FILE - In this Aug. 15, 2014, file photo, Pennsylvania's Mo'ne Davis throws a pitch in the fifth inning against Tennessee during a baseball game in United States pool play at the Little League World Series tournament in South Williamsport, Pa. Former Atla
Gene J. Puskar, File
June 23, 2015

ATLANTA (AP) Hank Aaron can appreciate someone with the ability and fortitude to overcome challenges.

The Braves' slugger met Little League sensation Mo'ne Davis Tuesday and her youth league teammates, who got a tour of Turner Field.

Davis and the Anderson Monarchs, a Philadelphia youth baseball club, stopped in Atlanta as part of team's three-week, 3,500-mile barnstorming tour to learn about the Civil Rights movement.

At 13, Davis was the first African-American girl to play in the Little League World series. She is the first girl to earn a win and pitch a shutout in the LLWS last summer.

Aaron shared what it was like to grow up in Alabama with the team and some of the lessons he learned early in life.

One story the 81-year-old Aaron told was about a conversation he had with his father.

Aaron said he was in his backyard as a youngster when a plane flew overhead. Aaron told his father at that moment that he wanted to a pilot, to which his dad responded, ''Son, there are no Negro pilots.'' Aaron said his father added, ''you can play baseball.''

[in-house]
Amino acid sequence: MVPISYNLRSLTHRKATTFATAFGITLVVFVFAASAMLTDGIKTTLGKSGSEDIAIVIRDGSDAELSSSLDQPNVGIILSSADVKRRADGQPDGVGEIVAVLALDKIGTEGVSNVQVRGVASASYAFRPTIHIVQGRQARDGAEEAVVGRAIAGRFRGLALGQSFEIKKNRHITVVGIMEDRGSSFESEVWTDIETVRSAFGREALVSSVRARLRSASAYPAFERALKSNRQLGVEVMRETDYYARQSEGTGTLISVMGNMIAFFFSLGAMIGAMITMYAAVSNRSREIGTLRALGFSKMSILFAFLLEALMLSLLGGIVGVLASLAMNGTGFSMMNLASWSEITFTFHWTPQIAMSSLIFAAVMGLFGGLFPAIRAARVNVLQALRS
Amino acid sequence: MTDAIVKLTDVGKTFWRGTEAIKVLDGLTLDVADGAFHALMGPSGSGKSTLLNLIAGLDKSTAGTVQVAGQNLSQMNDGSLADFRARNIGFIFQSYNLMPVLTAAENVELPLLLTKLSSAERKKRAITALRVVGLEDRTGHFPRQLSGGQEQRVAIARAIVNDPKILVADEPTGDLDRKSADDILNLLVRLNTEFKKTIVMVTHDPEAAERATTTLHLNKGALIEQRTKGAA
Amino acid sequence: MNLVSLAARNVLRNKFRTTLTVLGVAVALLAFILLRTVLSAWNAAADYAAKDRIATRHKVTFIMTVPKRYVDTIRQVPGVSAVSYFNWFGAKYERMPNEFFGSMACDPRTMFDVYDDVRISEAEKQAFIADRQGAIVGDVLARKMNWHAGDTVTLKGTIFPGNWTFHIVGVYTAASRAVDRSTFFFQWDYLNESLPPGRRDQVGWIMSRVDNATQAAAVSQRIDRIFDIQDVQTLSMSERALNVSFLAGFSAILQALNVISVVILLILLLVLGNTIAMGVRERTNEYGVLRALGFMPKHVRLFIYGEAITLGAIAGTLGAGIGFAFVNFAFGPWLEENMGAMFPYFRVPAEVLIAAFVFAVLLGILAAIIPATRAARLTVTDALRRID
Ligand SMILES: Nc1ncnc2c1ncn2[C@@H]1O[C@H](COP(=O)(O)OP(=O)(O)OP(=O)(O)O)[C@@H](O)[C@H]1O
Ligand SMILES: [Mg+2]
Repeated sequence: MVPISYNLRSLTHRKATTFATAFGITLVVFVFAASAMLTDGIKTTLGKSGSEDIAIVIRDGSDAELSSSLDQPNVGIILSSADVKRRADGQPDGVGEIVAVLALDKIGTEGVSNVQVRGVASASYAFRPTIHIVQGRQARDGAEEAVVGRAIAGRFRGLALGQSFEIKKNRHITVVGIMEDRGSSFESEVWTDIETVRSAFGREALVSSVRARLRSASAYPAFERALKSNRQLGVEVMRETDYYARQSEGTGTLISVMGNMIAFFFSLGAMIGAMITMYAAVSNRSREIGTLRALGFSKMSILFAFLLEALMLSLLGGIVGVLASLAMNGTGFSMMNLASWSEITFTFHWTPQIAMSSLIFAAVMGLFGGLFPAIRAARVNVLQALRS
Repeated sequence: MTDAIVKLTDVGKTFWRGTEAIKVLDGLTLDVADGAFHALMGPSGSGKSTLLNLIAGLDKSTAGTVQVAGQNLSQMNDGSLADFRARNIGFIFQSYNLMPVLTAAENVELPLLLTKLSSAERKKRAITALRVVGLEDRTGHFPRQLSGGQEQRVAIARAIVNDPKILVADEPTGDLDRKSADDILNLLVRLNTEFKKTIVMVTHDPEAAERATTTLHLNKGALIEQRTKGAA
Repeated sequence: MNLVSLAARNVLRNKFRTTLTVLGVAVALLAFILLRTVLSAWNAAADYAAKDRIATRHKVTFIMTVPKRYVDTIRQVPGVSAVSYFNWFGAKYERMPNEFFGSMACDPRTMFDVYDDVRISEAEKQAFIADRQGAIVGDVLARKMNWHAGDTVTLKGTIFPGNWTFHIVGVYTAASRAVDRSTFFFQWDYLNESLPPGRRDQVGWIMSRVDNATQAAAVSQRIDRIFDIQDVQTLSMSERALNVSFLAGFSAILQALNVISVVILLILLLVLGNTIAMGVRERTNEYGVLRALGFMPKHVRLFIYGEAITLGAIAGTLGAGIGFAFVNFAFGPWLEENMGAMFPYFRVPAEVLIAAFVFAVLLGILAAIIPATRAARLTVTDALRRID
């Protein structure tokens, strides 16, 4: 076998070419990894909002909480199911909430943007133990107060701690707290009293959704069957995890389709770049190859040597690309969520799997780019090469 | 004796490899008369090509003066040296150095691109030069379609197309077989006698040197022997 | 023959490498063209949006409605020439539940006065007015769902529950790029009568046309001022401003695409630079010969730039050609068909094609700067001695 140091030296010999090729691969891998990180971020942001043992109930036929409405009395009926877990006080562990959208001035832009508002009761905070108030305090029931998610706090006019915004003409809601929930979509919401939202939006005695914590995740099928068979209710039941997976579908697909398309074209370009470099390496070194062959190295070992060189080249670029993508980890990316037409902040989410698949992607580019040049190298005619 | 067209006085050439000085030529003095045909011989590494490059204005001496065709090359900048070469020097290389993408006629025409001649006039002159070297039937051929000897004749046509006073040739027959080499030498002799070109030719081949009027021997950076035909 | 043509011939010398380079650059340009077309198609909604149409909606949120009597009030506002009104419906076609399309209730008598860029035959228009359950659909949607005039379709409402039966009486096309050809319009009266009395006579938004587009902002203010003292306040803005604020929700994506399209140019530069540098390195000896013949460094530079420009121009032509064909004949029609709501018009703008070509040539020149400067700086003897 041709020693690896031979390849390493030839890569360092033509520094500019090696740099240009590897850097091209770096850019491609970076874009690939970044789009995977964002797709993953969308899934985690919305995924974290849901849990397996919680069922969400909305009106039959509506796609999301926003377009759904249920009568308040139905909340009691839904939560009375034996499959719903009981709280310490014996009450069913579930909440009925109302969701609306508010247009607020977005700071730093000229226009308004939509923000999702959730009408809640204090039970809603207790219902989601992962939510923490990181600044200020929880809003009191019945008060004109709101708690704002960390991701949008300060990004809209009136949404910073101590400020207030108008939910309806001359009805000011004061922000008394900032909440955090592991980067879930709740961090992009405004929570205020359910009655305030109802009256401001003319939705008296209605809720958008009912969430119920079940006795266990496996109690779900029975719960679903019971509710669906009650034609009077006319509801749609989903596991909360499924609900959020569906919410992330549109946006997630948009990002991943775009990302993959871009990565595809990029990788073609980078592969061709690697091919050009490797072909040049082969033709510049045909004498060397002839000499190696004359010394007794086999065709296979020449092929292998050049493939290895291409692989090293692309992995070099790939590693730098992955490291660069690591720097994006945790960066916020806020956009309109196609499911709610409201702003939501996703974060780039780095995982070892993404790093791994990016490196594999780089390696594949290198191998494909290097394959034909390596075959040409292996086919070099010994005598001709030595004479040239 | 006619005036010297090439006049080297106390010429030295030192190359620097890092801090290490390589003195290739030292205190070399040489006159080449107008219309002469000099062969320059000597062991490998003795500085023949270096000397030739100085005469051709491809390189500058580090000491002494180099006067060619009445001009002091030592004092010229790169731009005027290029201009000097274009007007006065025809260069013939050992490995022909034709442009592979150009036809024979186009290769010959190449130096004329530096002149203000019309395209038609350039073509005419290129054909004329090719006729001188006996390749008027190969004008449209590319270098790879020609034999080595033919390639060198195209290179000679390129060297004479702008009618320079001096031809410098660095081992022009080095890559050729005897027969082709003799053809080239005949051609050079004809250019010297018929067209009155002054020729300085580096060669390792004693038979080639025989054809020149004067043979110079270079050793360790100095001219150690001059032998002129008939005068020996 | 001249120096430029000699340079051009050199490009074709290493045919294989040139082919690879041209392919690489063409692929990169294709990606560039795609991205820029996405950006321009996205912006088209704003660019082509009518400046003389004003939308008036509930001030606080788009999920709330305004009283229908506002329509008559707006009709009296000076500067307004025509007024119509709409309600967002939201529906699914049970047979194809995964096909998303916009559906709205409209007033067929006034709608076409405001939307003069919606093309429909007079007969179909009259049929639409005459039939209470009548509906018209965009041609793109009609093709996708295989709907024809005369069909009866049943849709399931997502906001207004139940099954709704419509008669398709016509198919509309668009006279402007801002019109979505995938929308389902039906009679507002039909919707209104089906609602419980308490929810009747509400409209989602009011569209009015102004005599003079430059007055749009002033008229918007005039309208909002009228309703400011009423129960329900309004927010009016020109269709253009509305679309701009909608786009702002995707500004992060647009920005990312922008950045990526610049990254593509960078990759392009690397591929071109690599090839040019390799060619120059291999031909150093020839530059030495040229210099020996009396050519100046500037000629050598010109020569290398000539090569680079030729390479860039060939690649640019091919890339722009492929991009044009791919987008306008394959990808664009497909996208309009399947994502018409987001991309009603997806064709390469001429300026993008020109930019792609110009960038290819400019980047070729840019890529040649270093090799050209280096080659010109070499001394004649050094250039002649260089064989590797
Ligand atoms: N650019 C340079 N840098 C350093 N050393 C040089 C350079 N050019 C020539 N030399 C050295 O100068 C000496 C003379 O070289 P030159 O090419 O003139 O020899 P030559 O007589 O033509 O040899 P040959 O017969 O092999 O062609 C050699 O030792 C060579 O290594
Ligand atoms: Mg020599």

Davis and her teammates weren't able to take photos of Aaron because as part of their experience they are not using electronic devices, including phones, iPads, etc., during the three-week trip. They are traveling in an authentic 1947 Flxible Clipper touring bus with no air conditioning, similar to the buses the Negro League player would travel in.

Seven of the Monarchs played on last year's Taney Little League baseball team.

The team also visited the Martin Luther King Jr. Center for Nonviolent Social Change and the National Center for Civil and Human Rights in Atlanta earlier Tuesday.

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